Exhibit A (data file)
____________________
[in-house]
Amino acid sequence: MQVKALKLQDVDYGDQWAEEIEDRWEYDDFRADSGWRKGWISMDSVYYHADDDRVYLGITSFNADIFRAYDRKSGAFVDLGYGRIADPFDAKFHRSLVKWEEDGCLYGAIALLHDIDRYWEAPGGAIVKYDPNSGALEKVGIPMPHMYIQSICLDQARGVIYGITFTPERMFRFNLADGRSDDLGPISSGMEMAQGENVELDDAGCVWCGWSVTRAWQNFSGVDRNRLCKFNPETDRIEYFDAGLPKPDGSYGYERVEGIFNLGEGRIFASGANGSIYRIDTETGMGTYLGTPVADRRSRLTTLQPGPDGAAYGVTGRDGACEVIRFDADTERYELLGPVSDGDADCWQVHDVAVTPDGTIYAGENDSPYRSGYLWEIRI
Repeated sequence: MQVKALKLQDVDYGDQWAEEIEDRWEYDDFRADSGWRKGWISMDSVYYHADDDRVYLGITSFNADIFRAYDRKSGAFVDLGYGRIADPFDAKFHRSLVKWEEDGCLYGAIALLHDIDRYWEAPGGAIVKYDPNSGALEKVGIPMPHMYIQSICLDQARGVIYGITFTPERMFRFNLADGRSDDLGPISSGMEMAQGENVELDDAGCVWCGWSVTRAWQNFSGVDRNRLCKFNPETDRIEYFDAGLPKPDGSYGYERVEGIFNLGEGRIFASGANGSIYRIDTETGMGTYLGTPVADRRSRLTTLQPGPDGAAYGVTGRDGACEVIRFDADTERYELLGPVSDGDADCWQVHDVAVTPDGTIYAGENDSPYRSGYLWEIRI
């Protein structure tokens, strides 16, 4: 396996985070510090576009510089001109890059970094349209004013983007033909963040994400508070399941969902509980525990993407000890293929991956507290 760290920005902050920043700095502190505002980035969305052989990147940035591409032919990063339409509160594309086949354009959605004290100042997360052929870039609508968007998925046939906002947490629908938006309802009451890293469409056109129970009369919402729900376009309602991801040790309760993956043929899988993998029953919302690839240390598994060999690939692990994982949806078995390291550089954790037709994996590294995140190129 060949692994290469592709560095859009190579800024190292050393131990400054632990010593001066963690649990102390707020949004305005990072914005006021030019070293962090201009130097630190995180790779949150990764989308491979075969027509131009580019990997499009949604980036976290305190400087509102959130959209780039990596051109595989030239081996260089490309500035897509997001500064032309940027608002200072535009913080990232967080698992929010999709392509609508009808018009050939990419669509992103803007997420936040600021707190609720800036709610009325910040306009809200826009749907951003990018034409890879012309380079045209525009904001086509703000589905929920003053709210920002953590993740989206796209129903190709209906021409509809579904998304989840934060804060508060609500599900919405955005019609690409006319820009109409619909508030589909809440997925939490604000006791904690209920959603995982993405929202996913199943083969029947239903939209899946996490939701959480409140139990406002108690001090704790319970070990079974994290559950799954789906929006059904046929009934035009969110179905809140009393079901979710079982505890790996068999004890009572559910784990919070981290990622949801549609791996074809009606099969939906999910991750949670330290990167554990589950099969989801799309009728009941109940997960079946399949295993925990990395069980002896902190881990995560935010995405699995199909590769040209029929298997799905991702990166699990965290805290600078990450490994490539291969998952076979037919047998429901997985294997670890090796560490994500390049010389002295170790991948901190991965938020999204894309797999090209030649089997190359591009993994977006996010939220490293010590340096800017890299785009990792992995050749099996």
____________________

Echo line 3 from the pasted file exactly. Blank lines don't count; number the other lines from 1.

Repeated sequence: MQVKALKLQDVDYGDQWAEEIEDRWEYDDFRADSGWRKGWISMDSVYYHADDDRVYLGITSFNADIFRAYDRKSGAFVDLGYGRIADPFDAKFHRSLVKWEEDGCLYGAIALLHDIDRYWEAPGGAIVKYDPNSGALEKVGIPMPHMYIQSICLDQARGVIYGITFTPERMFRFNLADGRSDDLGPISSGMEMAQGENVELDDAGCVWCGWSVTRAWQNFSGVDRNRLCKFNPETDRIEYFDAGLPKPDGSYGYERVEGIFNLGEGRIFASGANGSIYRIDTETGMGTYLGTPVADRRSRLTTLQPGPDGAAYGVTGRDGACEVIRFDADTERYELLGPVSDGDADCWQVHDVAVTPDGTIYAGENDSPYRSGYLWEIRI